In comedy, there’s a fine line between hilarious and annoying. It’s a line The Lego Batman Movie tiptoes on from its very first minute as the jokes begin to fly over the studio logos. It’s a surprising way to start, doesn’t entirely work, and sets the standard for everything to follow.
Directed by Chris McKay, The Lego Batman Movie is the first spinoff of 2014's brilliant The Lego Movie. It follows one of that film’s breakout side characters, Batman (voiced by Will Arnett) on his own adventures in a Lego-based world. He’s the savior and toast of Gotham City but when the Joker comes up with a wild new plan, Batman has to do something he never thought he’d do—work with others.
Part of the reason why The Lego Movie was so good was its infinite possibility. Any character, any joke, any world could pop up at any time. With Lego Batman, those possibilities are automatically limited because we’re following one character in one world. That means lots of the crazy “Lego-ness” (for lack of a better word) of the original movie is diminished. The cross-pollination of brands is present but significantly dialed back. Characters using their imaginations to create unique creations happens, but it’s mostly an afterthought. What The Lego Batman Movie does have is a non-stop barrage of jokes, ranging from low-brow to subtle genius. And they never, ever stop.
You’d think an abundance of jokes in a comedy would be a good thing. But when nearly every single line of a film is a joke, it’s inevitable that the majority aren’t going to work, and that’s certainly the case with The Lego Batman Movie. As the jokes keep coming and coming there are certainly laughs (one Suicide Squad joke stands out in particular), but they’re interspersed with cringe-worthy misses (count the jokes about Batman’s abs), creating a very awkward tone.
Another thing The Lego Batman Movie has too much of is characters. The original Lego Movie had its share, but they each played a role in the story. This constantly floods the screen with every single DC character they can think of, but for no other reason that to get them on screen. It was fun to see them, but they draw focus away from the actual story. For instance: The reveal of Joker’s master plan to finally defeat Batman should be a huge moment, and one of the highlights of the whole movie. But between the cameos and the jokes, it’s significantly undercut.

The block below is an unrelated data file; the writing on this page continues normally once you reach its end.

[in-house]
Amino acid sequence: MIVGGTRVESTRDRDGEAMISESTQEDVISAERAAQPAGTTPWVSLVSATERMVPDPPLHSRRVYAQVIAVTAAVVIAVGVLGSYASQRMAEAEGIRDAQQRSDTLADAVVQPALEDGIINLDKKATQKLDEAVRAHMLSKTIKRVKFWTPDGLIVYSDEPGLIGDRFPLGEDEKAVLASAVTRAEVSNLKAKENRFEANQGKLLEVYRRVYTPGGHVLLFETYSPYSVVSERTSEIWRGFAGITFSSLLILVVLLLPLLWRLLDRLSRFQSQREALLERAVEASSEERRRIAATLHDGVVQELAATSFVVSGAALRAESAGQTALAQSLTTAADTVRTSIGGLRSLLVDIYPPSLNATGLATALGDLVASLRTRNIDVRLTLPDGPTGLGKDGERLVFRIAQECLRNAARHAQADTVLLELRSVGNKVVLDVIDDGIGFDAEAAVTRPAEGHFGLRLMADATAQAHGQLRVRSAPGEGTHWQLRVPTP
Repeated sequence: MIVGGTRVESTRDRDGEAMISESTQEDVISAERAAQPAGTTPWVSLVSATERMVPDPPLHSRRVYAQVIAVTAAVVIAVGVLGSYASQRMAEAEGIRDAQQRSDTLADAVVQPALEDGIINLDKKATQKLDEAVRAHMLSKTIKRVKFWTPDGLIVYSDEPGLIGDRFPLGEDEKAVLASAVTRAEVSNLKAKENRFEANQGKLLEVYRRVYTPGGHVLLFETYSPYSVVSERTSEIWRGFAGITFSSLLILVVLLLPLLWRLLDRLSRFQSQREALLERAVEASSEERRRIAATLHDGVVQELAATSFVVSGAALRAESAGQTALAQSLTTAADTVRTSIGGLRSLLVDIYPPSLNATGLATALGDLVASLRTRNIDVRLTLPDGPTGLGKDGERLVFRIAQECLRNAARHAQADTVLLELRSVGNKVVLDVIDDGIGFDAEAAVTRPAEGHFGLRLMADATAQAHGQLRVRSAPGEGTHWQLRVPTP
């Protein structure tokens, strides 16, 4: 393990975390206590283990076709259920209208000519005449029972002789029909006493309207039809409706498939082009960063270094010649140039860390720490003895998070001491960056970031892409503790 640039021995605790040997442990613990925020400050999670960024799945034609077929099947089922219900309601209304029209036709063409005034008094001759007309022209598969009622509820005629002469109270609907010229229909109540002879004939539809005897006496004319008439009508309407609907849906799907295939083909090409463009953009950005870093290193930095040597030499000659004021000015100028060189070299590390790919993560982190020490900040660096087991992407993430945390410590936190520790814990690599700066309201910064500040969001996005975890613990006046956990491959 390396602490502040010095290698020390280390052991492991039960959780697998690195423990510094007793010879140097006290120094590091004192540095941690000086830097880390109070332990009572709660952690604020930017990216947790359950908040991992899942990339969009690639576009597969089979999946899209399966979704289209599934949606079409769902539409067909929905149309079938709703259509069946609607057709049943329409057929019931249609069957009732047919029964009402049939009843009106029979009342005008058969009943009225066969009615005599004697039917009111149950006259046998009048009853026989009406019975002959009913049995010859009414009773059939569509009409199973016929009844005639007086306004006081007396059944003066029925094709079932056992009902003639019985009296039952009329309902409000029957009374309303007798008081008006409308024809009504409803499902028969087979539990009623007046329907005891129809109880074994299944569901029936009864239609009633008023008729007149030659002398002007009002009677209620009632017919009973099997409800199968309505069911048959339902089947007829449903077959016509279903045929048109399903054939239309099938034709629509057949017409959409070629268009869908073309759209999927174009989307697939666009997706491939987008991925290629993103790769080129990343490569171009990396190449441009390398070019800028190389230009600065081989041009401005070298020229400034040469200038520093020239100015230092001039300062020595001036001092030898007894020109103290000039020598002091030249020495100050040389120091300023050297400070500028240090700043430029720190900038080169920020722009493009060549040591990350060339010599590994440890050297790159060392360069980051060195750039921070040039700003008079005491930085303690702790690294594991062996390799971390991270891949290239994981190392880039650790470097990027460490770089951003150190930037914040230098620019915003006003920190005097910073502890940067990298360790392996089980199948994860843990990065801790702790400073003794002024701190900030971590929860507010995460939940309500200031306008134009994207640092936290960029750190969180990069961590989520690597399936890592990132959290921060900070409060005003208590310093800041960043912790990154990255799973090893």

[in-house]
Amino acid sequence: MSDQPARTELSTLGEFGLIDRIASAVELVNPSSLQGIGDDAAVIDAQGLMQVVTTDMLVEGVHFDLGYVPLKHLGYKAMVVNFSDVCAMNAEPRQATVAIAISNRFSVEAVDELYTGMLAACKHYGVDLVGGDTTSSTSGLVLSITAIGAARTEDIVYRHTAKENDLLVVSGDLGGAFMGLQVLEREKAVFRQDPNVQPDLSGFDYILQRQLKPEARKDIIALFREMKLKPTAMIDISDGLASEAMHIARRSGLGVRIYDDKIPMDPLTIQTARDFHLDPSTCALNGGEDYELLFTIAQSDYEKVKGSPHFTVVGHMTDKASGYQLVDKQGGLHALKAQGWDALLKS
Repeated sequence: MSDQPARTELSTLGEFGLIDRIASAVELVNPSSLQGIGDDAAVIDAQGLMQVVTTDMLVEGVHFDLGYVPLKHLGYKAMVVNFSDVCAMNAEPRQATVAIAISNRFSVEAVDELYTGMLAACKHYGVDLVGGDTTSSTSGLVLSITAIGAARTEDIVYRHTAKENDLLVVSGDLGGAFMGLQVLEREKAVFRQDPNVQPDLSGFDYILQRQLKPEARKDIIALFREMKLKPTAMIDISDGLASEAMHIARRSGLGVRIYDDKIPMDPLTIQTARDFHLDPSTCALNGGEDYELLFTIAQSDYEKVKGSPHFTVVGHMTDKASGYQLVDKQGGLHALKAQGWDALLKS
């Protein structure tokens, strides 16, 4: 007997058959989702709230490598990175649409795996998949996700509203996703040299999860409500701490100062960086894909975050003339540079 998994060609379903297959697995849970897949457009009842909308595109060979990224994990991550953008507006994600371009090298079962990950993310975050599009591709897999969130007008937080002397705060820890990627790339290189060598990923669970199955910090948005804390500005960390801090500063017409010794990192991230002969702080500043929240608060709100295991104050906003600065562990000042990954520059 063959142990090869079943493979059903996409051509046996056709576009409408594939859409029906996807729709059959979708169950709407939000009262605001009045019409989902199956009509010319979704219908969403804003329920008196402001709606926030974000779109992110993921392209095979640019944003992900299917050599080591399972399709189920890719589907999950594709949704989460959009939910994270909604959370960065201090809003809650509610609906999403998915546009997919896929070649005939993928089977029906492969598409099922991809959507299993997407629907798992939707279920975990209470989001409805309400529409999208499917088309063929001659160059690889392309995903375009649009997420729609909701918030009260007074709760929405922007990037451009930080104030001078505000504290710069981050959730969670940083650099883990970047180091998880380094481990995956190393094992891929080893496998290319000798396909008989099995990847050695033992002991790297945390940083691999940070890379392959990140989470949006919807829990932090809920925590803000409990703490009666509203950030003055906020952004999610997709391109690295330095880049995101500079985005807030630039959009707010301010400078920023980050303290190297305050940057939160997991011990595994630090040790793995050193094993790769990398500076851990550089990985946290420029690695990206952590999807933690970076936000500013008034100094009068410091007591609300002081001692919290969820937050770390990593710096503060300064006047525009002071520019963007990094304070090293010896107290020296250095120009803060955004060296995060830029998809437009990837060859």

This is a shame because buried in all the chaos is one of the most interesting explorations of Batman as a character, ever. Seriously! Even the best live-action Batman films have never portrayed the character like this: a mean, selfish, confident loner who rejects any and all connections. When the film really starts to dig into these aspects of the character, things begin to click. However, almost on cue, those moments are punctuated, and often overshadowed, by the irreverent comedy. The quiet moments actually feel wrong because they’re so few and far between.
And like everything else, the film pushes these negative aspects of Batman’s character way too far. Of course, him learning about his flaws and changing is the entire point of the movie but it doesn’t help that for a good chunk of the runtime, you’d rather spend time with the 15 random characters that just popped up on the screen than your hero.
Most of those supporting characters are great, though. Michael Cera’s Robin is the ideal Lego character, voiced and animated with a vibrant enthusiasm. Rosario Dawson’s Barbara Gordon is a capable foil for Batman who feels more heroic in her limited screen time than Batman is for the entirety of the movie. Plus, the animation is outstanding—the three years since the release of The Lego Movie have seen these animation techniques improve in leaps and bounds.
But all the good stuff The Lego Batman Movie has, which is a fair amount, still can’t make up for its lack of cohesion. The movie is always trying way too hard to be cool and funny, and the result is that it’s not particularly either. It feels like McKay and his team simply couldn’t help themselves and threw the kitchen sink ar the screen. Some of that works, but a lot doesn’t. And the result is a fine but mostly disappointing follow-up to The Lego Movie.